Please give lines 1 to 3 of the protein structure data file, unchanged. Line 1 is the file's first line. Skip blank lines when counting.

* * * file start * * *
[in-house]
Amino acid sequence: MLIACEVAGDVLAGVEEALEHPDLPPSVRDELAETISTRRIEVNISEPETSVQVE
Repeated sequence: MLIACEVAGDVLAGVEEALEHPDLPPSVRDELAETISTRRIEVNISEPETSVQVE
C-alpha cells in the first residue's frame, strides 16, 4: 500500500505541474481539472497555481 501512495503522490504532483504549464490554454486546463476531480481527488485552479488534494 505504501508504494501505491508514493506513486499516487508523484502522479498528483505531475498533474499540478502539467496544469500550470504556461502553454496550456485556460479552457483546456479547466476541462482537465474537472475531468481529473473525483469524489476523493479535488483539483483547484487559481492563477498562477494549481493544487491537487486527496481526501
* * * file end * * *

[in-house]
Amino acid sequence: MLIACEVAGDVLAGVEEALEHPDLPPSVRDELAETISTRRIEVNISEPETSVQVE
Repeated sequence: MLIACEVAGDVLAGVEEALEHPDLPPSVRDELAETISTRRIEVNISEPETSVQVE